Constantine was born in Trinidad to Anaise Pascal and Lebrun Constantine, a plantation foreman and famous cricketer who played for the West Indian team in England in 1900 and 1906. Learie Constantine played cricket as a boy, but upon his father's advice did not pursue a professional sports career until he had first completed his education at the age of fifteen and gained some experience working in legal services. Finally, he joined the West Indian team and played in England in 1923 and 1928.

In 1929 Constantine ...

Article

Gregg P. Bocketti

was born on 18 July 1892 in São Paulo, to father Oscar, a German immigrant businessman, and mother Matilde, an Afro-Brazilian laundress. A forward, Arthur Friedenreich played his first official game for Sport Club Germânia on 15 July 1909. Germânia, the club of São Paulo’s middle- and upper-class German community, offered Friedenreich access to one of Brazilian soccer’s highest level leagues, from which players of color were normally barred. His navigation of Brazilian soccer’s ethnic and racial politics would help define his career. Arthur and Joana Friedenreich married in 1910 and had one child, Oscar.

Friedenreich played for over a dozen club teams, the longest for Ypiranga (1910, 1913–1915, and 1917), Paulistano (1918–1929), and São Paulo (1930–1935 all clubs of São Paulo s social elite he played his entire career at Brazilian soccer s highest level He also played for select teams that ...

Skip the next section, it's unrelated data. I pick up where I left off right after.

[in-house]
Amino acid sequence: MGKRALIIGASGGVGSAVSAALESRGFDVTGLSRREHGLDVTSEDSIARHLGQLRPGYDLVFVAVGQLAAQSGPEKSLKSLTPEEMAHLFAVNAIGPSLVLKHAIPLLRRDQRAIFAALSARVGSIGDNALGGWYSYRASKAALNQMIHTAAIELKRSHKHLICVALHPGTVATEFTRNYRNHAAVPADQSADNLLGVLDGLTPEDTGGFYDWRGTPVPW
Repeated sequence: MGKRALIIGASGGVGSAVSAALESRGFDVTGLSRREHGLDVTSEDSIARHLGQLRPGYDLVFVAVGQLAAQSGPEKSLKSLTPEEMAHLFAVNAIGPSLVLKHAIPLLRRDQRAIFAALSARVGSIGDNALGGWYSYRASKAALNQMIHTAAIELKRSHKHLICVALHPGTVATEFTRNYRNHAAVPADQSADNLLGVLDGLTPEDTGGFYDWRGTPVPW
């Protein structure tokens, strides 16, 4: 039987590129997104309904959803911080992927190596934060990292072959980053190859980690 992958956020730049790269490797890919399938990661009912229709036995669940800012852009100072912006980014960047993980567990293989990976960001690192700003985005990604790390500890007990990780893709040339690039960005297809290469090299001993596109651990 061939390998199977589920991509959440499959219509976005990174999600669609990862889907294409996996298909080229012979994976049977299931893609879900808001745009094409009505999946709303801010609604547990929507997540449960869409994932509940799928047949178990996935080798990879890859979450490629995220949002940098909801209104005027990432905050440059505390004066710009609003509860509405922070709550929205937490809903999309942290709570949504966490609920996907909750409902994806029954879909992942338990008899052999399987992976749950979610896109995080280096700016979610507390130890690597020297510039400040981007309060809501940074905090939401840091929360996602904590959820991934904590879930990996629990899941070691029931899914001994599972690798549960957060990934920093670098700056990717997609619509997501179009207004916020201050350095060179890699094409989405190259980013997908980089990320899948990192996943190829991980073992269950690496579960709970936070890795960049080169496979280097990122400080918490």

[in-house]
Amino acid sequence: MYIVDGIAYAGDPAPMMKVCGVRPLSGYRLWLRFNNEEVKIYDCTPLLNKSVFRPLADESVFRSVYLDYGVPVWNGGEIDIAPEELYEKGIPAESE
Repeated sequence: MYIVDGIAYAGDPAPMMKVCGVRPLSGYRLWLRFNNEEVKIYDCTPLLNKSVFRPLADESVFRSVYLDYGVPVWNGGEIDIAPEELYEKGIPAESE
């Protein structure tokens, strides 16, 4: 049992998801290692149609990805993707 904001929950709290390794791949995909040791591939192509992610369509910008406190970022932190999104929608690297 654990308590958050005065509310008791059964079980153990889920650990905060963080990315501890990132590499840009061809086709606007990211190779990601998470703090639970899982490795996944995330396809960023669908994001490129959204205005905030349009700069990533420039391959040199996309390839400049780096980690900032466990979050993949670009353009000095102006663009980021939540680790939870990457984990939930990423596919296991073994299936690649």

Article

Luke Nichter

dentist, politician, and Negro Baseball League officer, was born in Memphis, Tennessee. A member of a prominent Memphis family with four brothers who all played roles in baseball in that city and beyond, John B. Martin, a dentist, was a co-owner and a club officer of the Memphis Red Sox and the Chicago American Giants. He also served as the president of three different leagues: the Negro Southern League (NSL), the Negro American League (NAL), and the Negro Dixie League.

Together with his brother, B. B. Martin, also a dentist, John B. Martin took over the Memphis Red Sox in the late 1920s from funeral director Robert S. Lewis and built a ballpark they called Martin Stadium Martin also owned a hotel next to the park and operated the concession stand Beyond baseball Martin also served the community as a pharmacist dentist real estate ...

Article

Adam R. Hornbuckle

was born William Samuel Steele in El Centro, California, the only son of Theodore S. Steele and Laura Tompkins. In 1927 the family moved to San Diego and Steele later attended Herbert Hoover High School. In 1941 he won the long jump in 24 feet ¾ inch at the Southern Section of the California State High School Track and Field Championships and finished second at the State Championships in 23 feet 3½ inches. After graduating from high school that same year, Steele enrolled in San Jose State College and joined the track and field team. Coached by Lloyd “Bud” Winter, he won the long jump at the 1942 Amateur Athletic Union (AAU) Junior National Track and Field Championships. His jump of 25 feet 7¼ inches ranked as the longest performance in the world that year. In 1942 Steele also recorded a career best in the triple jump of 47 ...